- initial appearance,
- a preliminary hearing, and
- a revocation hearing.
Unlike criminal trials, the burden of proof for a probation violation isn’t as high as beyond a reasonable doubt. Instead, the court only must find a greater than 50% chance that the probation officer’s claims are valid.
What are Some Defenses for Violating?
Many people who are on federal supervised release don’t believe minor violations of their probation are a serious issue and that their probation officer won’t report them to the court.
Readers should note federal probation officers are not your friend and looking to give you a break in spite of their apparent friendlessness.
Many people are returned to a federal prison due to a supervised release violation they considered was minor, but was violated often.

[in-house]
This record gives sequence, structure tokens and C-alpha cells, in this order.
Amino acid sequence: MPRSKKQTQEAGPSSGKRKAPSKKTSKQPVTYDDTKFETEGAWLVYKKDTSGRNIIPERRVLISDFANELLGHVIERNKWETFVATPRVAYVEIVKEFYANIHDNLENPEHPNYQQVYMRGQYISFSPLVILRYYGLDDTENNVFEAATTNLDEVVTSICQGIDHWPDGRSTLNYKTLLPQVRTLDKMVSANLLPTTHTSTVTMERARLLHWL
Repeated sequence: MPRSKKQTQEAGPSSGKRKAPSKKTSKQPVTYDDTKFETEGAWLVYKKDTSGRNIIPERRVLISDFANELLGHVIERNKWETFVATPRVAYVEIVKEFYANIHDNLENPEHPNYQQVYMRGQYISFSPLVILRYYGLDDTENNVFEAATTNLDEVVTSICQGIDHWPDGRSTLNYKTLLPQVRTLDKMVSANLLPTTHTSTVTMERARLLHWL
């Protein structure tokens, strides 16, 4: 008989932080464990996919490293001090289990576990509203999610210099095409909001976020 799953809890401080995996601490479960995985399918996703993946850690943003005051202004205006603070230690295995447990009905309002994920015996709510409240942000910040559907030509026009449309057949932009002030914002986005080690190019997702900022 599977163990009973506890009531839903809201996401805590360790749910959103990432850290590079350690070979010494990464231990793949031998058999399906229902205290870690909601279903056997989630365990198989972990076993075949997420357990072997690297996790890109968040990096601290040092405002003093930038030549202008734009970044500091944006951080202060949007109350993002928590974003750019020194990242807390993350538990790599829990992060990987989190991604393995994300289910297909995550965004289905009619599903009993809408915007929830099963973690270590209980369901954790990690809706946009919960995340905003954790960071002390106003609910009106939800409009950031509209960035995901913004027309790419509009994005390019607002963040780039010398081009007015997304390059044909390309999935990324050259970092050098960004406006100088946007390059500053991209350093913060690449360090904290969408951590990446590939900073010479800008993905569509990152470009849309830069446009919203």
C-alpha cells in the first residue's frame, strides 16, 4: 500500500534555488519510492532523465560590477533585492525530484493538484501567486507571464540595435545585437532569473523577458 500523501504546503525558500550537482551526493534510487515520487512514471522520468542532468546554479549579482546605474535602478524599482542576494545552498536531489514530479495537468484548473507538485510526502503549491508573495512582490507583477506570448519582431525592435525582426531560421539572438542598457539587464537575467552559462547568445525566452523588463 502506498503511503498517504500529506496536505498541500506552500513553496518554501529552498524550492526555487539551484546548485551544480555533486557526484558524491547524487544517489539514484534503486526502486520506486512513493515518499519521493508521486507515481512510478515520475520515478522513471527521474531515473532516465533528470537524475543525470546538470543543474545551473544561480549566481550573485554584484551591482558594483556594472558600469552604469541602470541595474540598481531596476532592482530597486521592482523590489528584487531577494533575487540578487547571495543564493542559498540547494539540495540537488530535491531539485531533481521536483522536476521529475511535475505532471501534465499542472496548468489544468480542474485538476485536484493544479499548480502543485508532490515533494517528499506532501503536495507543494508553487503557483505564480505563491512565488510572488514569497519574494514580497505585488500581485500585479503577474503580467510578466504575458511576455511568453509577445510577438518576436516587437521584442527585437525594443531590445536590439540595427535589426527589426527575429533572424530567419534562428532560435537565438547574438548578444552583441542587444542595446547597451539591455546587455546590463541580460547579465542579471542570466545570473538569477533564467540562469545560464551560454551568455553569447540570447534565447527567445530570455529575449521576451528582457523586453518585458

Having experienced defense counsel who known the federal criminal process is crucial in allegations of a probation violation. For Grade C and other minor violations, having the right defense is critical.
As noted above, we might be able to convince your probation officer that your violation was minor and not part of a continuing pattern. Therefore, the officer doesn’t need to report it to the sentencing court.
Conversely, probation officers must report Grade A and B violations. However, the right legal counsel can prepare a defense designed to ensure the best possible outcome for the hearings ahead.
Eisner Gorin LLP serves clients in California and throughout the United States from our two office locations in Los Angeles County. For an initial consultation, call our law firm at (877) 781-1570.